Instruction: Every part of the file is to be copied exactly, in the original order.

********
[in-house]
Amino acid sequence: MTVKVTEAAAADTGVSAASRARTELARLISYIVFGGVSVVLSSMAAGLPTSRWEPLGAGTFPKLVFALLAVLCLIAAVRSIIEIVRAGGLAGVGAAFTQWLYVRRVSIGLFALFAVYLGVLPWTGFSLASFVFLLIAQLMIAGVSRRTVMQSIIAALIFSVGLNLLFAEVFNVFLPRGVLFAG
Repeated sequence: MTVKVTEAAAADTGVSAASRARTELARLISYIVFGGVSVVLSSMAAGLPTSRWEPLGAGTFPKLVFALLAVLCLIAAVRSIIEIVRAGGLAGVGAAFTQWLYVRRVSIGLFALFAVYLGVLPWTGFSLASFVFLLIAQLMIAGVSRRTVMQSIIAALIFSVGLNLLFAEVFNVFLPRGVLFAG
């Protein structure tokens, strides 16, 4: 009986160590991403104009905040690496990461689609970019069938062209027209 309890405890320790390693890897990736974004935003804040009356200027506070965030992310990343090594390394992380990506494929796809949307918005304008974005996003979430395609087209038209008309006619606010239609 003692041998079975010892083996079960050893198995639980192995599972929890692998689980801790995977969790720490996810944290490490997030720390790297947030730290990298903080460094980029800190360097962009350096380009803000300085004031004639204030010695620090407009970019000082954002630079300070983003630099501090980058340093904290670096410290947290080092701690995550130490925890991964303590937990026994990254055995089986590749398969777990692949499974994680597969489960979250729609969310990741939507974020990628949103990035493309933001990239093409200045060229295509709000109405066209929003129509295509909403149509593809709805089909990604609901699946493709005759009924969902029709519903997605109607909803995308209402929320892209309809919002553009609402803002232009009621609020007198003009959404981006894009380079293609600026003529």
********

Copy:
[in-house]
Amino acid sequence: MTVKVTEAAAADTGVSAASRARTELARLISYIVFGGVSVVLSSMAAGLPTSRWEPLGAGTFPKLVFALLAVLCLIAAVRSIIEIVRAGGLAGVGAAFTQWLYVRRVSIGLFALFAVYLGVLPWTGFSLASFVFLLIAQLMIAGVSRRTVMQSIIAALIFSVGLNLLFAEVFNVFLPRGVLFAG
Repeated sequence: MTVKVTEAAAADTGVSAASRARTELARLISYIVFGGVSVVLSSMAAGLPTSRWEPLGAGTFPKLVFALLAVLCLIAAVRSIIEIVRAGGLAGVGAAFTQWLYVRRVSIGLFALFAVYLGVLPWTGFSLASFVFLLIAQLMIAGVSRRTVMQSIIAALIFSVGLNLLFAEVFNVFLPRGVLFAG
């Protein structure tokens, strides 16, 4: 009986160590991403104009905040690496990461689609970019069938062209027209 309890405890320790390693890897990736974004935003804040009356200027506070965030992310990343090594390394992380990506494929796809949307918005304008974005996003979430395609087209038209008309006619606010239609 003692041998079975010892083996079960050893198995639980192995599972929890692998689980801790995977969790720490996810944290490490997030720390790297947030730290990298903080460094980029800190360097962009350096380009803000300085004031004639204030010695620090407009970019000082954002630079300070983003630099501090980058340093904290670096410290947290080092701690995550130490925890991964303590937990026994990254055995089986590749398969777990692949499974994680597969489960979250729609969310990741939507974020990628949103990035493309933001990239093409200045060229295509709000109405066209929003129509295509909403149509593809709805089909990604609901699946493709005759009924969902029709519903997605109607909803995308209402929320892209309809919002553009609402803002232009009621609020007198003009959404981006894009380079293609600026003529």